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Photo courtesy of Eric Wolfinger.

Dinner: Changing the Game 12 MIN, 33 SEC

New York Times columnist Melissa Clark is on a mission to switch up the dinner game. She puts her money where her mouth is with her new cookbook, “Dinner: Changing the Game.” Try her savory Dutch Baby recipe on the Good Food blog.


Melissa Clark

Jonathan Gold dines at Gwen 10 MIN, 20 SEC

This week, LA Times Food Critic Jonathan Gold treats himself to the tasting menu at Gwen, the restaurant run by Chef Curtis Stone and his brother in Hollywood. Duck speck, chestnut agnolotti and Blackmore Farms wagyu steak grace his plate, but Jonathan also recommends the venison, hare and ribeye cap steaks you can take home from the butcher counter. Find more recommendations in his LA Times review.

Asador pork, photo courtesy of Clay Larsen

Gwen: 6600 Sunset Boulevard, Los Angeles, CA 90028 | (323) 946-7500

LA's Legendary Restaurants 12 MIN, 11 SEC

After 92 years in business, Formosa Cafe on Santa Monica Boulevard quietly closed in January. The restaurant joins a long list of shuttered Hollywood institutions like Chasen’s and Don the Beachcomber. In his new book, “LA’s Legendary Restaurants: Celebrating the Famous Places Where Hollywood Ate, Drank and Played,” George Geary pays homage to the spots Tinseltown’s elite once frequented. He also shares recipes for classic dishes like The Brown Derby’s cobb salad and the C.C. Brown’s 1909 brownie sundae.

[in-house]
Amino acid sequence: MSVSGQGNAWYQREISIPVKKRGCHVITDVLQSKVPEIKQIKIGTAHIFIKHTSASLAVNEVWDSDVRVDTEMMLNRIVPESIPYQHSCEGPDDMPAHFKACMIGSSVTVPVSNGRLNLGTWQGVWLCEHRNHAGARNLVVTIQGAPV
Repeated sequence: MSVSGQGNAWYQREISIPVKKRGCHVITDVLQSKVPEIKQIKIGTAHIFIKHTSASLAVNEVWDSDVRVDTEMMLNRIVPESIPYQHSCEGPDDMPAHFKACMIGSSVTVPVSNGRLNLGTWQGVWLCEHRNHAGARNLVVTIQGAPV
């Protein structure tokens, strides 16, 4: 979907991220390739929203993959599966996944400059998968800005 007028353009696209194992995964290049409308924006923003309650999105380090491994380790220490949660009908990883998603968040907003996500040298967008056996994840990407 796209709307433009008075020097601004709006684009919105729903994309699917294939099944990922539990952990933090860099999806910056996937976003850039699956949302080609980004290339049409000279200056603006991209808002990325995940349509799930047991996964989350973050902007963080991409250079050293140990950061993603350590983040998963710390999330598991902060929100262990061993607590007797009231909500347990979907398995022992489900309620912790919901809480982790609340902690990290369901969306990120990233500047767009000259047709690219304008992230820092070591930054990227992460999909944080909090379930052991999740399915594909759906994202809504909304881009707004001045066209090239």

The Market Report: Cardoons 6 MIN, 47 SEC

Cardoons, or artichoke thistles as they’re sometimes called, bear pretty pink blooms and are in the sunflower family. Former Top Chef contestant and chef Casey Thompson tells Laura Avery how she works them onto her menu at The Inn at Rancho Sante Fe. Laura also gets tips for growing them at Coleman Family Farm from Romeo Coleman.

Dock to Dish 2.0 14 MIN, 41 SEC

Since 90 percent of the seafood we eat in the US is imported, traceability is a huge issue. Sampling has shown that half of the seafood on the market is mislabeled or sold fraudulently. In an attempt to try to fix this broken system, Dock to Dish began supplying restaurants with fresh, locally-harvested seafood five years ago that could be traced back to the fishermen who pulled it out of the water. Now the community-supported fishery group is working to build a new seafood tracking system: Dock to Dish 2.0. They’re trying to raise $75,000 for it on Kickstarter. Michael Cimarusti, chef and owner of Providence, Connie and Ted’s and Cape Seafood and Provisions, explains how the system will work.

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